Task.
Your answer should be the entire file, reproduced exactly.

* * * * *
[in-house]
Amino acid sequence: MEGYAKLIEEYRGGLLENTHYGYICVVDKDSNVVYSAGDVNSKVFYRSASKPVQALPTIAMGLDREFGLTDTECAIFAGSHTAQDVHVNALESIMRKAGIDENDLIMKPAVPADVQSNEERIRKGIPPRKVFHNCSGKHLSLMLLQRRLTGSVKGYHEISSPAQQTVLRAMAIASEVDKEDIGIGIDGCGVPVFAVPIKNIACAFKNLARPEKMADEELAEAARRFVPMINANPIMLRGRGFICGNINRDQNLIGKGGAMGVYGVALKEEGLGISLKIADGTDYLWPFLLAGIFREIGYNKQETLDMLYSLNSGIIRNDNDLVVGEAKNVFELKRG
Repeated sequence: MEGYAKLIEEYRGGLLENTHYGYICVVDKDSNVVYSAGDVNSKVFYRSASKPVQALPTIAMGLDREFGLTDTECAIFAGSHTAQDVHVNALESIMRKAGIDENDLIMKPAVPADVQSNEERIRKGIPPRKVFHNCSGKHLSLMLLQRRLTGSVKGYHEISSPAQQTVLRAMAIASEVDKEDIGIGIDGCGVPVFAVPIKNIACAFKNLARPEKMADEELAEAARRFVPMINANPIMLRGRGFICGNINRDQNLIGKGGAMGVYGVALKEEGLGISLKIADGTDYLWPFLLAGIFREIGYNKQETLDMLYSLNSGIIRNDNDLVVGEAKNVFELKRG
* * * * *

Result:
[in-house]
Amino acid sequence: MEGYAKLIEEYRGGLLENTHYGYICVVDKDSNVVYSAGDVNSKVFYRSASKPVQALPTIAMGLDREFGLTDTECAIFAGSHTAQDVHVNALESIMRKAGIDENDLIMKPAVPADVQSNEERIRKGIPPRKVFHNCSGKHLSLMLLQRRLTGSVKGYHEISSPAQQTVLRAMAIASEVDKEDIGIGIDGCGVPVFAVPIKNIACAFKNLARPEKMADEELAEAARRFVPMINANPIMLRGRGFICGNINRDQNLIGKGGAMGVYGVALKEEGLGISLKIADGTDYLWPFLLAGIFREIGYNKQETLDMLYSLNSGIIRNDNDLVVGEAKNVFELKRG
Repeated sequence: MEGYAKLIEEYRGGLLENTHYGYICVVDKDSNVVYSAGDVNSKVFYRSASKPVQALPTIAMGLDREFGLTDTECAIFAGSHTAQDVHVNALESIMRKAGIDENDLIMKPAVPADVQSNEERIRKGIPPRKVFHNCSGKHLSLMLLQRRLTGSVKGYHEISSPAQQTVLRAMAIASEVDKEDIGIGIDGCGVPVFAVPIKNIACAFKNLARPEKMADEELAEAARRFVPMINANPIMLRGRGFICGNINRDQNLIGKGGAMGVYGVALKEEGLGISLKIADGTDYLWPFLLAGIFREIGYNKQETLDMLYSLNSGIIRNDNDLVVGEAKNVFELKRG